An unsuccessful adaptation.



Carey’s zillion-selling Christmas song is paired with pictures that put a slightly different spin on the original’s romantic yearning.

A picture of mini-Mariah hugging a white-and-brown terrier puppy on the cover establishes the tone. As the story opens, the little girl walks past a storefront advertising “Puppy Love Adoption” and spends the next several pages incorporating dogs into her Christmas preparations: she draws pictures of dogs and makes dog-shaped cookies, a dog puppet, a snowdog, etc. Around her, her siblings likewise prepare, sometimes in clever counterpoint. Mini-Mariah sits reading a book about dogs while her siblings compose comically extensive lists as the text reads, “I won’t make a list and send it to the North Pole for Saint Nick.” Madden creates a standard-issue snowy American suburb with a pleasingly multiethnic cast of characters. Carey’s own ethnically mixed heritage is hinted at with an African-American grandmother and Caucasian grandfather; the protagonist’s siblings all have light-brown skin and short, curly, dark hair. This creates a jarring dissonance with mini-Mariah, who is depicted with her signature flowing, blonde locks flopping conspicuously over one eye. Readers familiar with the song will wonder how any picture book might jibe with Carey’s vocal rendition, suffused with sexual longing in its first verse, but the mood of the pictures matches the song’s overall pep. The book’s biggest problem is that the direct address to “you” throughout the song is developmentally out of sync with the younger members of its audience, who will be thinking, “Who, me?” instead of the hoped-for dog every time the text iterates “you.”

An unsuccessful adaptation. (Picture book. 3-6)

Pub Date: Nov. 10, 2015

ISBN: 978-0-399-55139-0

Page Count: 32

Publisher: Doubleday

Review Posted Online: Oct. 6, 2015

Kirkus Reviews Issue: Oct. 15, 2015

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Though it will never usurp Dr. Seuss, it will still find a home where Christian families of faith seek inspirational picture...


Turner adds another title to his picture-book series that highlights the miracles in the mundane (When God Made Light, 2018, etc.).

In the vein of children’s-bookshelf stalwart Oh, the Places You’ll Go, Turner’s rhyming text includes both prayers and life advice for a growing child, beginning with infancy and moving on to adolescence. At times the rhyme and meter are strained, muddling meaning and making the tempo feel occasionally awkward when read aloud. Overall, though, the book executes its mission, presenting Christian theological truths within the rhythmic inspirational text. For this third series installment Turner’s text is paired with a new illustrator, whose bright illustrations of wide-eyed children have great shelf appeal. While David Catrow’s previous illustrations in the series featured effervescent black protagonists, the child in Barnes’ illustrations appears white, though she occupies an otherwise diverse world. While illustrated as a prayer from a mother for her daughter, the text itself is gender neutral.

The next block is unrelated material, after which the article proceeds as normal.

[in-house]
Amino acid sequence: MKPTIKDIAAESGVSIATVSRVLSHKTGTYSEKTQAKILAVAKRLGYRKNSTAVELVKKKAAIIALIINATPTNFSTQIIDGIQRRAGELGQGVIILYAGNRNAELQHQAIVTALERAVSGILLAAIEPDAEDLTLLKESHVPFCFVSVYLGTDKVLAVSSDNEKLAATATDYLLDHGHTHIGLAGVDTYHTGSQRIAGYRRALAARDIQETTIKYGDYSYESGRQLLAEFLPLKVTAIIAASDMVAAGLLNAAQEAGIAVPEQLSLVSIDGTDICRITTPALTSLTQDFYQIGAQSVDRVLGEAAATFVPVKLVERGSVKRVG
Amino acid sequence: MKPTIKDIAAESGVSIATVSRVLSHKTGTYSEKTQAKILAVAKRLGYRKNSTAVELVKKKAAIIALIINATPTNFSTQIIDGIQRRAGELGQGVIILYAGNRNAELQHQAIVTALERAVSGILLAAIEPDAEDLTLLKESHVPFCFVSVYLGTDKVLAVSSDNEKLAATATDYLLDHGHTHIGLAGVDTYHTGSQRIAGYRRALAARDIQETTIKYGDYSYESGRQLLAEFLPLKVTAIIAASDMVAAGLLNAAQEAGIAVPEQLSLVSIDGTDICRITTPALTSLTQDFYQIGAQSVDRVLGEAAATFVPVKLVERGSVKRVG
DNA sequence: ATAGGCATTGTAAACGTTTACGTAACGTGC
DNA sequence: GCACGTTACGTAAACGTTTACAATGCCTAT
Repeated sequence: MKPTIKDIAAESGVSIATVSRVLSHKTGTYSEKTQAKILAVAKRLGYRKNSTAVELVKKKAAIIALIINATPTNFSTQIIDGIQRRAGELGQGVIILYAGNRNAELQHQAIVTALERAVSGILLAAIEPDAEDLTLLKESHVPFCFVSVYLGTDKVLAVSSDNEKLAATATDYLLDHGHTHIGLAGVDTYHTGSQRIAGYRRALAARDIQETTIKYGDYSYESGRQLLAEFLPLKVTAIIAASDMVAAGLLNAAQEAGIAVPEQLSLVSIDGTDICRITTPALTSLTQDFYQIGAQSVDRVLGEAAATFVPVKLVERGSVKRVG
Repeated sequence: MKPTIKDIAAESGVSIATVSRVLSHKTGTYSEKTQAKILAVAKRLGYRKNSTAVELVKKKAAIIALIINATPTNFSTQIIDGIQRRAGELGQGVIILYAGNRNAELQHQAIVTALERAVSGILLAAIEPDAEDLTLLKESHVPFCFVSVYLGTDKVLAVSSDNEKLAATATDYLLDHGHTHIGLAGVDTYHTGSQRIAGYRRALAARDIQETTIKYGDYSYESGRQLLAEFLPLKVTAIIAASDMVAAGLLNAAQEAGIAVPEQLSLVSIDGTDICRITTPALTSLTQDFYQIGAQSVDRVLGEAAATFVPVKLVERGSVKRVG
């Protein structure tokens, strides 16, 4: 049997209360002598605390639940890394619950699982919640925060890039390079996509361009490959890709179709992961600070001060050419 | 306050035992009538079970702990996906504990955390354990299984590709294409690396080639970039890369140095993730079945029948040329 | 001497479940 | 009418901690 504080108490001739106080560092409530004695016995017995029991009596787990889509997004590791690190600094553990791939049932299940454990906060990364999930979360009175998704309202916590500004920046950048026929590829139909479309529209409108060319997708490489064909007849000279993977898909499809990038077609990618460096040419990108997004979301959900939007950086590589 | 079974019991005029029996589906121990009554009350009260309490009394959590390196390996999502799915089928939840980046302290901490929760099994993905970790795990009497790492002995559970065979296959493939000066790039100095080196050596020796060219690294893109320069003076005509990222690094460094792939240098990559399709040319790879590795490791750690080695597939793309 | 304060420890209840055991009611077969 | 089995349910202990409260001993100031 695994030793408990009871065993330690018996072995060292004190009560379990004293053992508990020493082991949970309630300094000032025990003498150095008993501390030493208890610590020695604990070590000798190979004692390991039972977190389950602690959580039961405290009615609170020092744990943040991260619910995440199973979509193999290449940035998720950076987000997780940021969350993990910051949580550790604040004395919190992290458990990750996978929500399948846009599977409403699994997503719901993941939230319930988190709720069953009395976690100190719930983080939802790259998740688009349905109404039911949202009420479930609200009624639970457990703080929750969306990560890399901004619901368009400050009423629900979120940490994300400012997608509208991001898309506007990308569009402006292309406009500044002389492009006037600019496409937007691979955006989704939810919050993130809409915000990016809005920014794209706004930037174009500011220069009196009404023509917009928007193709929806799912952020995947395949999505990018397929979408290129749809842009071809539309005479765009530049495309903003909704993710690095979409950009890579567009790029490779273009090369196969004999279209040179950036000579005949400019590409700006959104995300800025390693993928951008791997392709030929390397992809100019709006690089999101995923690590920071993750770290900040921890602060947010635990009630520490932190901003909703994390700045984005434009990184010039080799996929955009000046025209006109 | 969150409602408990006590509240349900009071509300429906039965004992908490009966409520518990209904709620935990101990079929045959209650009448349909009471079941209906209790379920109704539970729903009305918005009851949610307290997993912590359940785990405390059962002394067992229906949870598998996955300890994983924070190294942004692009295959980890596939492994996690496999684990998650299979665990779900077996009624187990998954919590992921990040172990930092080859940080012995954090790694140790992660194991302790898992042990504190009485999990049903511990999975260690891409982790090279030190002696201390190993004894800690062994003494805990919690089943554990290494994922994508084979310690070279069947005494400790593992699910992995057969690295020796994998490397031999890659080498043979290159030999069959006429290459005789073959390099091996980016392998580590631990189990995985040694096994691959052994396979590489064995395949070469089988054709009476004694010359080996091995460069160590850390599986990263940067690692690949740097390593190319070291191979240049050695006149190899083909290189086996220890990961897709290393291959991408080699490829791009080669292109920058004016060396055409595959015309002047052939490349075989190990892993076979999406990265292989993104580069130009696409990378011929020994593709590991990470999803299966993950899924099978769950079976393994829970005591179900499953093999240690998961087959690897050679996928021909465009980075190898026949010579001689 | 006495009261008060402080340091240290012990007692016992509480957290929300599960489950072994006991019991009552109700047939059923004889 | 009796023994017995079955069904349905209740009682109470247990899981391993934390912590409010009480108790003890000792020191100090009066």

Though it will never usurp Dr. Seuss, it will still find a home where Christian families of faith seek inspirational picture books. (Picture book/religion. 3-6)

Pub Date: Feb. 19, 2019

ISBN: 978-0-52565058-4

Page Count: 48

Publisher: WaterBrook

Review Posted Online: Dec. 5, 2018

Kirkus Reviews Issue: Jan. 1, 2019

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A sweet reminder that it’s easy to weather a storm with the company and kindness of friends.


Is it a stormy-night scare or a bedtime book? Both!

Little Blue Truck and his good friend Toad are heading home when a storm lets loose. Before long, their familiar, now very nervous barnyard friends (Goat, Hen, Goose, Cow, Duck, and Pig) squeeze into the garage. Blue explains that “clouds bump and tumble in the sky, / but here inside we’re warm and dry, / and all the thirsty plants below / will get a drink to help them grow!” The friends begin to relax. “Duck said, loud as he could quack it, / ‘THUNDER’S JUST A NOISY RACKET!’ ” In the quiet after the storm, the barnyard friends are sleepy, but the garage is not their home. “ ‘Beep!’ said Blue. ‘Just hop inside. / All aboard for the bedtime ride!’ ” Young readers will settle down for their own bedtimes as Blue and Toad drop each friend at home and bid them a good night before returning to the garage and their own beds. “Blue gave one small sleepy ‘Beep.’ / Then Little Blue Truck fell fast asleep.” Joseph’s rich nighttime-blue illustrations (done “in the style of [series co-creator] Jill McElmurry”) highlight the power of the storm and capture the still serenity that follows. Little Blue Truck has been chugging along since 2008, but there seems to be plenty of gas left in the tank.

A sweet reminder that it’s easy to weather a storm with the company and kindness of friends. (Picture book. 3-6)

Pub Date: Oct. 22, 2019

ISBN: 978-1-328-85213-7

Page Count: 32

Publisher: HMH Books

Review Posted Online: June 23, 2019

Kirkus Reviews Issue: July 15, 2019

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